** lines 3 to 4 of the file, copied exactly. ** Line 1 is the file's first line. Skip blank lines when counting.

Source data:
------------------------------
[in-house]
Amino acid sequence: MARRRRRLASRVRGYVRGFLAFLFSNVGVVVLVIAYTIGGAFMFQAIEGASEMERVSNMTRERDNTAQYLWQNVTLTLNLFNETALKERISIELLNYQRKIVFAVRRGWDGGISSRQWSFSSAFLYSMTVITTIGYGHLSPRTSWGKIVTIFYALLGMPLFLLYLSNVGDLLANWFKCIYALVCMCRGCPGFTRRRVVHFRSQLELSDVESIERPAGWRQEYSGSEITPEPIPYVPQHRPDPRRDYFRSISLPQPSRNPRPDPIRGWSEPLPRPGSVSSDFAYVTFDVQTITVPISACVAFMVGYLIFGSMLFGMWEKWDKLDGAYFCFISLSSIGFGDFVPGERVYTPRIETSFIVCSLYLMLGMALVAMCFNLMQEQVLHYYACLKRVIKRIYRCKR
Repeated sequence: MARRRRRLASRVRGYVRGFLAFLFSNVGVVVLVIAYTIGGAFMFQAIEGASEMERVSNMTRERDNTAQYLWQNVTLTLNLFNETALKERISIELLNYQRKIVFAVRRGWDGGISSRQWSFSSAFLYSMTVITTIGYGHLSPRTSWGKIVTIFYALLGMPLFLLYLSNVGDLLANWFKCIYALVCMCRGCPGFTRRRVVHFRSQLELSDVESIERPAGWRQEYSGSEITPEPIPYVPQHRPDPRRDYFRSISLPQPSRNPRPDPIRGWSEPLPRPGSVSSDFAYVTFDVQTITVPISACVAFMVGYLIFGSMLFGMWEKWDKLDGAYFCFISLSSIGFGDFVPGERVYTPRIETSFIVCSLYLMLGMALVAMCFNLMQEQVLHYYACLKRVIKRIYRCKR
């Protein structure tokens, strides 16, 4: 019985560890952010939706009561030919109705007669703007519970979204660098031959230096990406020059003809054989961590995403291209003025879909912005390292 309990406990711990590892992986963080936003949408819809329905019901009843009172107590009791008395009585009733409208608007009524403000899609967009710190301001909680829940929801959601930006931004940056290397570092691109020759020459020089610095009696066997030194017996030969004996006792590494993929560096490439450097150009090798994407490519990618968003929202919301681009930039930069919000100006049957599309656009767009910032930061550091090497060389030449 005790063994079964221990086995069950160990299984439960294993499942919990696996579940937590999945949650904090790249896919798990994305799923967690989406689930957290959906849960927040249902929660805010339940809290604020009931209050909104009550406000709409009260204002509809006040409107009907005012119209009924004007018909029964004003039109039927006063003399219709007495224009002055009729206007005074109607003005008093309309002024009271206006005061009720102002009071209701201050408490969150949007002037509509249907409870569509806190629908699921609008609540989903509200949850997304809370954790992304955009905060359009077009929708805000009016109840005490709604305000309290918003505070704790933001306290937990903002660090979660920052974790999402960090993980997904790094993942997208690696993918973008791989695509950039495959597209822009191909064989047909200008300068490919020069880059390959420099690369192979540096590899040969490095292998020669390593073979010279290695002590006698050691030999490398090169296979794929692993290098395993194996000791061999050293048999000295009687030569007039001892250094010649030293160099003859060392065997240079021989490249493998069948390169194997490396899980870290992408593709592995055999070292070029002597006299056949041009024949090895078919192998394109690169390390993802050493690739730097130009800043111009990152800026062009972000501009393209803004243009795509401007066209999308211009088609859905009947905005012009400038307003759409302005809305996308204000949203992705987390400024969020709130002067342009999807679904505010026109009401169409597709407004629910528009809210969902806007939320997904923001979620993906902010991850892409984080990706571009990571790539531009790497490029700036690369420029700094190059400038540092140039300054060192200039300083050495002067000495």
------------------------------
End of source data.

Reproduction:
Repeated sequence: MARRRRRLASRVRGYVRGFLAFLFSNVGVVVLVIAYTIGGAFMFQAIEGASEMERVSNMTRERDNTAQYLWQNVTLTLNLFNETALKERISIELLNYQRKIVFAVRRGWDGGISSRQWSFSSAFLYSMTVITTIGYGHLSPRTSWGKIVTIFYALLGMPLFLLYLSNVGDLLANWFKCIYALVCMCRGCPGFTRRRVVHFRSQLELSDVESIERPAGWRQEYSGSEITPEPIPYVPQHRPDPRRDYFRSISLPQPSRNPRPDPIRGWSEPLPRPGSVSSDFAYVTFDVQTITVPISACVAFMVGYLIFGSMLFGMWEKWDKLDGAYFCFISLSSIGFGDFVPGERVYTPRIETSFIVCSLYLMLGMALVAMCFNLMQEQVLHYYACLKRVIKRIYRCKR
């Protein structure tokens, strides 16, 4: 019985560890952010939706009561030919109705007669703007519970979204660098031959230096990406020059003809054989961590995403291209003025879909912005390292 309990406990711990590892992986963080936003949408819809329905019901009843009172107590009791008395009585009733409208608007009524403000899609967009710190301001909680829940929801959601930006931004940056290397570092691109020759020459020089610095009696066997030194017996030969004996006792590494993929560096490439450097150009090798994407490519990618968003929202919301681009930039930069919000100006049957599309656009767009910032930061550091090497060389030449 005790063994079964221990086995069950160990299984439960294993499942919990696996579940937590999945949650904090790249896919798990994305799923967690989406689930957290959906849960927040249902929660805010339940809290604020009931209050909104009550406000709409009260204002509809006040409107009907005012119209009924004007018909029964004003039109039927006063003399219709007495224009002055009729206007005074109607003005008093309309002024009271206006005061009720102002009071209701201050408490969150949007002037509509249907409870569509806190629908699921609008609540989903509200949850997304809370954790992304955009905060359009077009929708805000009016109840005490709604305000309290918003505070704790933001306290937990903002660090979660920052974790999402960090993980997904790094993942997208690696993918973008791989695509950039495959597209822009191909064989047909200008300068490919020069880059390959420099690369192979540096590899040969490095292998020669390593073979010279290695002590006698050691030999490398090169296979794929692993290098395993194996000791061999050293048999000295009687030569007039001892250094010649030293160099003859060392065997240079021989490249493998069948390169194997490396899980870290992408593709592995055999070292070029002597006299056949041009024949090895078919192998394109690169390390993802050493690739730097130009800043111009990152800026062009972000501009393209803004243009795509401007066209999308211009088609859905009947905005012009400038307003759409302005809305996308204000949203992705987390400024969020709130002067342009999807679904505010026109009401169409597709407004629910528009809210969902806007939320997904923001979620993906902010991850892409984080990706571009990571790539531009790497490029700036690369420029700094190059400038540092140039300054060192200039300083050495002067000495």